Unless you’ve been living under a rock or been tied to the steering wheel of the mini-van, shuttling kids to music, soccer, birthday parties or wherever, you no doubt have heard the story of Ted Williams.

He’s the homeless guy with the voice of an angel. A scant 48 hours ago, he was living on the street in Columbus, Ohio, not really sure where his next meal was going to come from. Then a journalist, who saw him begging with a sign touting his God-given gift of a voice, made a video of him.  Thanks to YouTube, it went viral and suddenly Williams was being inundated with job offers as a newly minted media star. Two days ago, he was just another homeless guy with a sign; today his dulcet tones opened the Today show. Later, he gave an emotional interview to Matt Lauer and Meredith Viera.

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It was time to take the kids to school but I couldn’t move, instead I stood in the kitchen, transfixed, with tears in my eyes, by this man and his story. It was one of those moments you want so badly for your kids to absorb. So in the car we talked about Ted Williams and as I thought more about him, I came up with a few lessons we can all teach our kids about his experience.

*DRUGS AND ALCOHOL CAN RUIN YOUR LIFE: In the interview with Matt and Meredith, Williams admitted he had always had a drinking problem but that he always managed to make it to work. He was, by his own admission, a functioning alcoholic. But things really went south for him when he started snorting cocaine and later, smoking crack. Watching him was the most jarring sort of anti-drug message. You can have kids read about the dangers of drugs and alcohol, have them chant “Just Say No” but there’s nothing more powerful than a living, breathing example of a life gone wrong because of them. Casey and Cole were staring at the TV just as I was as Williams spoke. I think they got it.

*BE GRACIOUS AND HUMBLE AT ALL TIMES: If you watch the YouTube video of Williams talking to that Columbus Dispatch reporter, he is gentle, kind and gracious. He called the man, “sir” several times. Even when he was hanging on to the last rung of society’s ladder, he was still gracious.  And you need only watch the interview on the Today show to see how humble Ted is. He talked about his early career and how he didn’t really appreciate what he had and from whom it came. He credited his faith in God for getting him through. The line that stuck out to me was when he talked about how, for years, he was putting fire down his throat, yet God never took away his voice. Moving stuff.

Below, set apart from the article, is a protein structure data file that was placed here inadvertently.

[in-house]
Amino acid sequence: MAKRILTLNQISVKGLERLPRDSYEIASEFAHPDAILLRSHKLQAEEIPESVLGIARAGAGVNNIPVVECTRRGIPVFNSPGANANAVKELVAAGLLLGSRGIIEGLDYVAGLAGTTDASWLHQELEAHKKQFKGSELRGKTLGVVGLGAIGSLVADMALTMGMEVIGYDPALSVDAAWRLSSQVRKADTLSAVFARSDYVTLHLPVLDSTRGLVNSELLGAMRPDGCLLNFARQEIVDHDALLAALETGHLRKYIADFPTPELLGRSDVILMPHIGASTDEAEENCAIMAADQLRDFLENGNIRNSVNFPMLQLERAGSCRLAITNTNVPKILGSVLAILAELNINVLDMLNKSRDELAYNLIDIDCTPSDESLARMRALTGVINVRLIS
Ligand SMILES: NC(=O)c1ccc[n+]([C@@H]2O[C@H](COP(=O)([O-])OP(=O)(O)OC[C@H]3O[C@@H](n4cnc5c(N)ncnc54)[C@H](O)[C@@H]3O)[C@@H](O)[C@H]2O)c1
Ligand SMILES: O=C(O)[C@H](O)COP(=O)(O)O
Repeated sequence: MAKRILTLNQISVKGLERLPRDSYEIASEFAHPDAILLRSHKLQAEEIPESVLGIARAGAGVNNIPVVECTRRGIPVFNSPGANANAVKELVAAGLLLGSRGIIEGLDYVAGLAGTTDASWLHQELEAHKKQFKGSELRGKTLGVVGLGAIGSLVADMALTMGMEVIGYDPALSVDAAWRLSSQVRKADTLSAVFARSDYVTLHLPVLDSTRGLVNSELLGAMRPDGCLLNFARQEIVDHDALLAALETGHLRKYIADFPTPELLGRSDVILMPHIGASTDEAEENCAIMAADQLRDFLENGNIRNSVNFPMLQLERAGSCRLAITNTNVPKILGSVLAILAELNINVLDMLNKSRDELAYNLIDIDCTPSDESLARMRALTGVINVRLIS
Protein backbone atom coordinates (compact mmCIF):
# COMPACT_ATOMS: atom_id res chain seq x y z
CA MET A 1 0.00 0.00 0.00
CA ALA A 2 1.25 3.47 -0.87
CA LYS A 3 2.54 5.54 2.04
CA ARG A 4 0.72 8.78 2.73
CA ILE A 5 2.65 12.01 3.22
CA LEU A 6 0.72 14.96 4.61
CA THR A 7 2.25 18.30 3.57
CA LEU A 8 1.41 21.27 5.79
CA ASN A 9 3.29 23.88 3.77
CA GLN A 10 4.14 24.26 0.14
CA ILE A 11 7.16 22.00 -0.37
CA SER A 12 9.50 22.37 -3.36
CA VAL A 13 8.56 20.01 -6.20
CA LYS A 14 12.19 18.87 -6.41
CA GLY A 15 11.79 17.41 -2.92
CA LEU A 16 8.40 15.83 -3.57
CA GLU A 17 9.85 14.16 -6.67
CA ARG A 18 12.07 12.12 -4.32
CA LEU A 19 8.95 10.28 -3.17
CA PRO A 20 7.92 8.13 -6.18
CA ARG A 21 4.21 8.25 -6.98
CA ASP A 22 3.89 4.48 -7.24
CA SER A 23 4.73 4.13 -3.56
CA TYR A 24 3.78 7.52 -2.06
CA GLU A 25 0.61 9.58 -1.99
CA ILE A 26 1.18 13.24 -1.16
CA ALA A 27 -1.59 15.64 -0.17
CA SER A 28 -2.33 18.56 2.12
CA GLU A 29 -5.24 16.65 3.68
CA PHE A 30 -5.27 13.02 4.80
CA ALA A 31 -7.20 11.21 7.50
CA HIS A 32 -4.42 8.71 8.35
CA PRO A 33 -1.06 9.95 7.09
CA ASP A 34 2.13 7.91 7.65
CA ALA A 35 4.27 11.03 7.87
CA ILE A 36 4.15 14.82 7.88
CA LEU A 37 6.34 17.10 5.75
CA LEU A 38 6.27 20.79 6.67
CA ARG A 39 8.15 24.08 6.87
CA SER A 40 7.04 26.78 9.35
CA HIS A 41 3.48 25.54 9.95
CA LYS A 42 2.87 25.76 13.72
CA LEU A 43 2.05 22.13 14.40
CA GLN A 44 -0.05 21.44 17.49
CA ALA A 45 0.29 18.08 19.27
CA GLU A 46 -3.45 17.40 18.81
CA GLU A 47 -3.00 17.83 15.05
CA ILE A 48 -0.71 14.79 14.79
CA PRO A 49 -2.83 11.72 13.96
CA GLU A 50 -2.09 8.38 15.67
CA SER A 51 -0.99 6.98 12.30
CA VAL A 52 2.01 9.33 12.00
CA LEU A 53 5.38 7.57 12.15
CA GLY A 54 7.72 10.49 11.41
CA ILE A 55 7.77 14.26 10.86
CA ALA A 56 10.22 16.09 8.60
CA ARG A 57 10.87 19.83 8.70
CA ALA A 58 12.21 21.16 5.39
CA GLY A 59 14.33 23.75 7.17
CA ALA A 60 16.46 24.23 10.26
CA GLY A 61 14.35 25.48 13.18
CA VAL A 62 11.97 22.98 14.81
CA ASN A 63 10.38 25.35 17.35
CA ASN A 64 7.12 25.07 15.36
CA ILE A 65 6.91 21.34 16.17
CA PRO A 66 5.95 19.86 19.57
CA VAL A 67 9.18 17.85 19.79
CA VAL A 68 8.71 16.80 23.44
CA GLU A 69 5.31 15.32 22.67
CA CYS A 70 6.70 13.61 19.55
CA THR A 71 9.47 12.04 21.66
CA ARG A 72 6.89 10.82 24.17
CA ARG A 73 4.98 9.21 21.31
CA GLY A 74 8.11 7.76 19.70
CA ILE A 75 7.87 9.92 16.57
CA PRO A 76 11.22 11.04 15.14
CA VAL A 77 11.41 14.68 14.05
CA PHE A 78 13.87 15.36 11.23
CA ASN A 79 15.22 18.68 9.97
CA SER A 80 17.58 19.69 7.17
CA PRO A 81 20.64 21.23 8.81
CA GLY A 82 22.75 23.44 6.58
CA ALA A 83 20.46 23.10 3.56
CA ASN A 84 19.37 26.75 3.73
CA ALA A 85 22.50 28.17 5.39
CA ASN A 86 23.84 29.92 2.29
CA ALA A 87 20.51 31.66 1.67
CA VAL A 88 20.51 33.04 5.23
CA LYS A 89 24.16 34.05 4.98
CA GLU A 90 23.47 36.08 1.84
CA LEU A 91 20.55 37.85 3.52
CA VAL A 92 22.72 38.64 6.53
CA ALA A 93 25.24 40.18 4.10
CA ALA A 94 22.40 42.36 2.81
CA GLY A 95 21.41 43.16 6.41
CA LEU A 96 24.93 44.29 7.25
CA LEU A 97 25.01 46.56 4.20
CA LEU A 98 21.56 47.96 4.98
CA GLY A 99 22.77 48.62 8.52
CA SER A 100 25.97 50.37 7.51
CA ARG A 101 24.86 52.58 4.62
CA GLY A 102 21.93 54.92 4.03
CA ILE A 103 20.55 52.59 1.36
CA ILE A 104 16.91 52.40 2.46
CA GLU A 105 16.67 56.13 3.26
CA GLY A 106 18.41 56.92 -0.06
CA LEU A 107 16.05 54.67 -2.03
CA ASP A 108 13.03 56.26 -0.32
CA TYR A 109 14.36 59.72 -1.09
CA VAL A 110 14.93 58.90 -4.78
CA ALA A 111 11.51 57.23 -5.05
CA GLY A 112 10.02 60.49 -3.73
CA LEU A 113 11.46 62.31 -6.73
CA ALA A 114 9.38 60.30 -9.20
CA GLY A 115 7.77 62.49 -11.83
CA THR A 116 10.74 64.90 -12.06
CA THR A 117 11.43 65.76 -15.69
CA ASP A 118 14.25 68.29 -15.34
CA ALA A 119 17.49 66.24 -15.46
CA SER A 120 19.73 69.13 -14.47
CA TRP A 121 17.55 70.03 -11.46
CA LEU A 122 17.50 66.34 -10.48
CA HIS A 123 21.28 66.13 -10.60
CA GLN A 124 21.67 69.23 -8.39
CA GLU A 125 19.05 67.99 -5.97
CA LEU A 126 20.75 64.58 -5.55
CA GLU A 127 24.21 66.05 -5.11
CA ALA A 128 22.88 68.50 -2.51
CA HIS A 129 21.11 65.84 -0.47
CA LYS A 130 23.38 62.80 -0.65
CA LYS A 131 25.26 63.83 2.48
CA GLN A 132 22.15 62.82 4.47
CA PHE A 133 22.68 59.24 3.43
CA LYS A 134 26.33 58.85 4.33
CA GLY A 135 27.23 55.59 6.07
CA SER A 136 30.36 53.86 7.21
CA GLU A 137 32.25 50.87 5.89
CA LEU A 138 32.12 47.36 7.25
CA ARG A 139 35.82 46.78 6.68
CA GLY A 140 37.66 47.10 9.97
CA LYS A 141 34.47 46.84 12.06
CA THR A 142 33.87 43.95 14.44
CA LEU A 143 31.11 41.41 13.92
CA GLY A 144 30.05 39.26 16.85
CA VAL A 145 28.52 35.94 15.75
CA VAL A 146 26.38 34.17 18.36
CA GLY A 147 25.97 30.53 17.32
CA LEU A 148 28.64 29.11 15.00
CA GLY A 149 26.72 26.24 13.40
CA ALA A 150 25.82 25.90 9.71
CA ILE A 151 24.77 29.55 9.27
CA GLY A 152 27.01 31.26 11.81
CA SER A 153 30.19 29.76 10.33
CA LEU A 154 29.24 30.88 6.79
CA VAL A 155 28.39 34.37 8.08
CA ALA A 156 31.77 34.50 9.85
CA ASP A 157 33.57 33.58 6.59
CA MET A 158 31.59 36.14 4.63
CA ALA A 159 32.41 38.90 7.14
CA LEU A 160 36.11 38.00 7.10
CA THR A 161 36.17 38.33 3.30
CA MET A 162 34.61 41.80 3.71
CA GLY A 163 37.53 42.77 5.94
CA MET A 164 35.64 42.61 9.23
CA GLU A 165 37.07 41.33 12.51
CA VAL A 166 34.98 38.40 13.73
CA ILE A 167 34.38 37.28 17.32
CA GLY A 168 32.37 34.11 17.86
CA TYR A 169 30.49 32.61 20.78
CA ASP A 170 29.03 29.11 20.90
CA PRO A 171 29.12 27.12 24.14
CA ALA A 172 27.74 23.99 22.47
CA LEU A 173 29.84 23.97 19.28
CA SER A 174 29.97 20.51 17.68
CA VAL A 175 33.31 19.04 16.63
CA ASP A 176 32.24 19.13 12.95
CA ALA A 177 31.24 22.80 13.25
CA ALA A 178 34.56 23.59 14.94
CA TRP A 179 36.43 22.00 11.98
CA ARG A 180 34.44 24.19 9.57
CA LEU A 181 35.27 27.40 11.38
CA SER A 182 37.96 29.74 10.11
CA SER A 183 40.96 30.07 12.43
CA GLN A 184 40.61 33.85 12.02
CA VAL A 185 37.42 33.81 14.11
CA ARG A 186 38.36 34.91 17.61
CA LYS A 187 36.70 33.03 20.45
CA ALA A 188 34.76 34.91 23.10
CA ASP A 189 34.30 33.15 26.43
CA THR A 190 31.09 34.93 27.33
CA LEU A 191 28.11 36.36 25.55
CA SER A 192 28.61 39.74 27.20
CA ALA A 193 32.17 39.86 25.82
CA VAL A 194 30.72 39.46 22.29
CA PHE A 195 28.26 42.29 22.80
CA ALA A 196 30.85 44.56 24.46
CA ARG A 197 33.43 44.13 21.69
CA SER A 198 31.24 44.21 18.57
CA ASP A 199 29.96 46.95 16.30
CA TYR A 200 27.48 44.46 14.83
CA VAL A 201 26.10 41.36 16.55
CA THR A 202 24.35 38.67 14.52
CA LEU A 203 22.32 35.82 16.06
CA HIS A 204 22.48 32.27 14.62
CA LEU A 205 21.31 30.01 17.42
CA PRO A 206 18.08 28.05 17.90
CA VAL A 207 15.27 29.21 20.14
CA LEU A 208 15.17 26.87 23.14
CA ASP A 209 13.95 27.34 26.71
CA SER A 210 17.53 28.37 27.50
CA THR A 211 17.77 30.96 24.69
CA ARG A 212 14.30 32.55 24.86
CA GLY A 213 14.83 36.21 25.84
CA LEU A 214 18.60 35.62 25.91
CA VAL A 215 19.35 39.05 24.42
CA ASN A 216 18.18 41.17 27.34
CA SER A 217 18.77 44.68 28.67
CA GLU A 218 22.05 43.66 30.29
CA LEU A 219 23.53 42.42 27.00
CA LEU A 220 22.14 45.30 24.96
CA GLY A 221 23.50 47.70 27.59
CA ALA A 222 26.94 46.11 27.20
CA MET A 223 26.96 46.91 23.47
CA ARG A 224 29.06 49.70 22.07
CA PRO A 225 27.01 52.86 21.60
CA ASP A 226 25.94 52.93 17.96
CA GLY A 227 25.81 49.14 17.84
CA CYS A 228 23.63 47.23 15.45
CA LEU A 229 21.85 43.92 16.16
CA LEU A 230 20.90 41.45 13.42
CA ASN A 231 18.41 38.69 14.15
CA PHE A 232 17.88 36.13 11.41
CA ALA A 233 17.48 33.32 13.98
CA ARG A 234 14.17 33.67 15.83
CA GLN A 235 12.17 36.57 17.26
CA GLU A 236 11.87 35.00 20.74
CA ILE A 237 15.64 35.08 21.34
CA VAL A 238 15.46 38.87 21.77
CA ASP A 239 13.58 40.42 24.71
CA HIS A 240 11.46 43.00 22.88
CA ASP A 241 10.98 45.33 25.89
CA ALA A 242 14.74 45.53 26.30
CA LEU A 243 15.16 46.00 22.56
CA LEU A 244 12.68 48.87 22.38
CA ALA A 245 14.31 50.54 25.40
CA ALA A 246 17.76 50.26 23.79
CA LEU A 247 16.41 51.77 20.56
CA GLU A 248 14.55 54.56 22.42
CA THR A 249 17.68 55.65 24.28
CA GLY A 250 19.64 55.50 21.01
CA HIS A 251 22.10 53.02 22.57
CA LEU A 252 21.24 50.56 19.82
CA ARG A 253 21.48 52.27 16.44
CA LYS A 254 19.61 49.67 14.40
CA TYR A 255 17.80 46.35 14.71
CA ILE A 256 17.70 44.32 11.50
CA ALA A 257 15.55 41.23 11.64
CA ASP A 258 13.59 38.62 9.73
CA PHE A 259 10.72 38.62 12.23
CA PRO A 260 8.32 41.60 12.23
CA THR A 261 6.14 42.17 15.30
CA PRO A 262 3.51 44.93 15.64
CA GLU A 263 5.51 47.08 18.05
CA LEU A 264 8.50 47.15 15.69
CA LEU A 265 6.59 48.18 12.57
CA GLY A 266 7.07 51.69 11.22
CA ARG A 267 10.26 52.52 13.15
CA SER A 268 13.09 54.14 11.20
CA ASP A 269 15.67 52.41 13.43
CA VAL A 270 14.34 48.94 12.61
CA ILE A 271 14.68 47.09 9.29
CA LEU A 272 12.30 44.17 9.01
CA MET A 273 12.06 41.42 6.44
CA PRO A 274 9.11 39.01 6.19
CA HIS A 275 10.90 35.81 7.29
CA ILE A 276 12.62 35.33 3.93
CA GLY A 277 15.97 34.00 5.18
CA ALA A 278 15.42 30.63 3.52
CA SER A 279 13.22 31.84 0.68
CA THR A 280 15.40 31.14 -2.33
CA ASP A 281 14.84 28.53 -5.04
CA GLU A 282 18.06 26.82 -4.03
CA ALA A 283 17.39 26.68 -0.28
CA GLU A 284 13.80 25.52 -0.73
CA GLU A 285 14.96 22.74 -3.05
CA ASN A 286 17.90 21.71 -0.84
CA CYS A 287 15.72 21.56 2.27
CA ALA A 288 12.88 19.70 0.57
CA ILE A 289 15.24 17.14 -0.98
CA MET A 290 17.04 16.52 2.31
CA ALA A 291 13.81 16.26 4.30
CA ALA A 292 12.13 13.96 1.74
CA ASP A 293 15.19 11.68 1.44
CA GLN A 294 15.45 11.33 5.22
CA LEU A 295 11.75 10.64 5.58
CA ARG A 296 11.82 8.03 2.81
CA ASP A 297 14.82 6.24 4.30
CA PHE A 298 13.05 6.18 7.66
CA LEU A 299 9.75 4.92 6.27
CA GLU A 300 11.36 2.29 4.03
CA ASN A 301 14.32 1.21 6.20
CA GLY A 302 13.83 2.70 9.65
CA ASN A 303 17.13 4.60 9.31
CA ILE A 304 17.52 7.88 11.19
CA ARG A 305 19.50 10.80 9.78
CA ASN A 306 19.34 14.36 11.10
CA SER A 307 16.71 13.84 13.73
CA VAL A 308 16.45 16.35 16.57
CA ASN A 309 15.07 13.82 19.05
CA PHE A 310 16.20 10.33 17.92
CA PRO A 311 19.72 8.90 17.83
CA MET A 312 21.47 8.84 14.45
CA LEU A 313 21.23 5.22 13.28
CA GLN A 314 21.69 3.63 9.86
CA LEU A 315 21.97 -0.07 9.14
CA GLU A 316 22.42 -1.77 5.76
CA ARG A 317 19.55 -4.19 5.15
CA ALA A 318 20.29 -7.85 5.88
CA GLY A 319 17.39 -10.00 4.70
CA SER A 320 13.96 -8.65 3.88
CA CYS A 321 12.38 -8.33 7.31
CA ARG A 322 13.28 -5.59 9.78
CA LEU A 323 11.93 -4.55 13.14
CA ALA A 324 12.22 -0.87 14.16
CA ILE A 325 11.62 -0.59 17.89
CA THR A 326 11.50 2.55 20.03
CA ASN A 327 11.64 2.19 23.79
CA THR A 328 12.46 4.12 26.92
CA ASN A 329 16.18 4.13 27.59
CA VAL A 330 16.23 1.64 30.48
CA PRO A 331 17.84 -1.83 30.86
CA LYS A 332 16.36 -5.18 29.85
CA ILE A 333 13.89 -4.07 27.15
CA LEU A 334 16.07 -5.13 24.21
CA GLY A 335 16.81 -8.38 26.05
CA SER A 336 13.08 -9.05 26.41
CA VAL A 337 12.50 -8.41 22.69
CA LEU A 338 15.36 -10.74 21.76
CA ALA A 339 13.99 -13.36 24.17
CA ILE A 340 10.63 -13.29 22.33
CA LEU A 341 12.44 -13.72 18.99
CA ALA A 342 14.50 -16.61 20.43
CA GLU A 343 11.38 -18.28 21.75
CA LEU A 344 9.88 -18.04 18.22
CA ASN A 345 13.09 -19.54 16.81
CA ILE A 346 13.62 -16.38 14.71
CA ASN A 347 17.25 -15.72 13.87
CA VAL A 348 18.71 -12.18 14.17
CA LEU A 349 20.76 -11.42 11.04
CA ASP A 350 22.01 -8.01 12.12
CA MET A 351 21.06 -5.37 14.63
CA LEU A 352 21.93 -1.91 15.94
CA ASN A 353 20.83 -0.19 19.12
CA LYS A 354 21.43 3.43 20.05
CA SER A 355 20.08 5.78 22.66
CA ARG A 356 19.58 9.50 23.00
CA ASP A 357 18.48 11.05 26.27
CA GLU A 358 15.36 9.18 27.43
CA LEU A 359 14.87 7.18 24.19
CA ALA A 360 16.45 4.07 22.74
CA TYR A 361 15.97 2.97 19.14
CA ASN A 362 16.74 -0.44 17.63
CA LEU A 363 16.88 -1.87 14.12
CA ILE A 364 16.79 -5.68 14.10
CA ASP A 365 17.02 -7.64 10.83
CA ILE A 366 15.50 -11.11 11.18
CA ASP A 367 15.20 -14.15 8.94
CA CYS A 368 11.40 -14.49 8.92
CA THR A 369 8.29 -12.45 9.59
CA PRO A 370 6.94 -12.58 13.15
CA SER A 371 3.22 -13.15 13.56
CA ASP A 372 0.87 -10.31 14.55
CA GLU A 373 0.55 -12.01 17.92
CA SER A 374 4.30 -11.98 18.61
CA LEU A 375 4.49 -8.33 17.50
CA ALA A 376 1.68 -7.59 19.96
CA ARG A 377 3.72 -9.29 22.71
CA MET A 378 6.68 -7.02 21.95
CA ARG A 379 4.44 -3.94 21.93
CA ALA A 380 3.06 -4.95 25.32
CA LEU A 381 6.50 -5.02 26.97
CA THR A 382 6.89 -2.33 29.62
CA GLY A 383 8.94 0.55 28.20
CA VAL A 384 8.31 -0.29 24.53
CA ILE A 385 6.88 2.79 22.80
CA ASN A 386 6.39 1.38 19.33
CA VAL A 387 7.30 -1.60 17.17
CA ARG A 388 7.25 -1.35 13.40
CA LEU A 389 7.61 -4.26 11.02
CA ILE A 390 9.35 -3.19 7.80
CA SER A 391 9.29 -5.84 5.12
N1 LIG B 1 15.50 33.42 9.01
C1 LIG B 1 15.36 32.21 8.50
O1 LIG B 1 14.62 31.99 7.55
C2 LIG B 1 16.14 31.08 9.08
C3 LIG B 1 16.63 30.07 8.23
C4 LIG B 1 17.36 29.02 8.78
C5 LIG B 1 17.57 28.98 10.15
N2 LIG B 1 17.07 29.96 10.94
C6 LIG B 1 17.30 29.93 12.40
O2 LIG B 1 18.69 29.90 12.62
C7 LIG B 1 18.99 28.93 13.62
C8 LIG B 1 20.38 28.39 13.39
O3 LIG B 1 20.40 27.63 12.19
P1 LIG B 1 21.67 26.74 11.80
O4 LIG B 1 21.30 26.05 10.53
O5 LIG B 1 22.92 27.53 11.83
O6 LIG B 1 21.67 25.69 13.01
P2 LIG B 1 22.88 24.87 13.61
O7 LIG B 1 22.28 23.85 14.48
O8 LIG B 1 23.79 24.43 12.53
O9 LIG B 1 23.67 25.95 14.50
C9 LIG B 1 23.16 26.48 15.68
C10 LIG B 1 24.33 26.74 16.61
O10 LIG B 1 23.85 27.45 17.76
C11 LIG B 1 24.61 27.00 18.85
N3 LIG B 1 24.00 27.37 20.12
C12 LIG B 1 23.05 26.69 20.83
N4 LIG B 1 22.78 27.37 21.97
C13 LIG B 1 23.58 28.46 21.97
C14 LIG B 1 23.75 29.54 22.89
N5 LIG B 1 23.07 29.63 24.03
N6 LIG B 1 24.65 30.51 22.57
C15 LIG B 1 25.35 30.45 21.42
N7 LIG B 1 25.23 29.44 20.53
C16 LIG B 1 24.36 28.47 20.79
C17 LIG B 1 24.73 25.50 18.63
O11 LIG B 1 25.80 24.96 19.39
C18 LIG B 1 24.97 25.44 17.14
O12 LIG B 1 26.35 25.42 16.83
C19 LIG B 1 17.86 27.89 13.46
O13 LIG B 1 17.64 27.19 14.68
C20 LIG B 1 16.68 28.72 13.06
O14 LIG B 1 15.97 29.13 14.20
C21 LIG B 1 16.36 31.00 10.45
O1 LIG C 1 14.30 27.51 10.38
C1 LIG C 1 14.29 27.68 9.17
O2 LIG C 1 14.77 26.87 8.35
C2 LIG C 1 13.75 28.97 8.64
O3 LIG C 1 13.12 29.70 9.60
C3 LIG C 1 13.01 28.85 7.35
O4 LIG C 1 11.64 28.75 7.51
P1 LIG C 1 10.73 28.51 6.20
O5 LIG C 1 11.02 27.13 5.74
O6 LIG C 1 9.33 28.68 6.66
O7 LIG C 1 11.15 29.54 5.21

*DON’T JUDGE: Another nugget spilled right from Williams own lips this morning, don’t judge a book by its cover. Yet, how many of us are guilty of doing that ourselves, even though we tell our kids not to? I am not proud to admit I have. How different this story would be if that newspaper reporter sat with his eyes fixed forward and hands clenched tightly around the steering wheel as he pulled up to the corner Williams occupied. But he didn’t. He saw Williams’ sign and took a chance. He reached out and spoke to the man in a conversation that will undoubtedly changed the lives of both men.

THE POWER OF PERSEVERANCE: Ted Williams lost his home in 1993. 1993! He had been living on the street and in shelters for 17 years. This morning he said to Matt and Meredith that he thought 2010 might be the year that he got off the street. As he told the story, you could tell that, even though it looked like it wouldn’t happen in 2010, there was a part of him that remained hopeful one day he would have a permanent place to call home. When we go through tough times, it’s hard to remember that they don’t last forever, nothing ever does. But when we’re mired in the muck of disappointment it’s hard to keep moving forward, to keep it all in perspective. Williams never gave up and he used the only tool he still had left in his arsenal, his voice.  Looks as if that will be the one to save him.

I’m still in awe of this man who hung on by his fingernails through a hell that many of us can only imagine and I have thought about him a lot today. Now it turns out he has a job! The man with the golden voice has been hired by MSNBC to do voiceovers, truly amazing. Williams says he’s been clean and sober for two years now and my hope and prayer is that all this doesn’t prove to be too much too soon for a guy who’s lived on the fringes of society for so long.

What do you think of Ted Williams and what lessons would you want your kids to take away from his story? What did you learn yourself? This a great teaching moment for us all…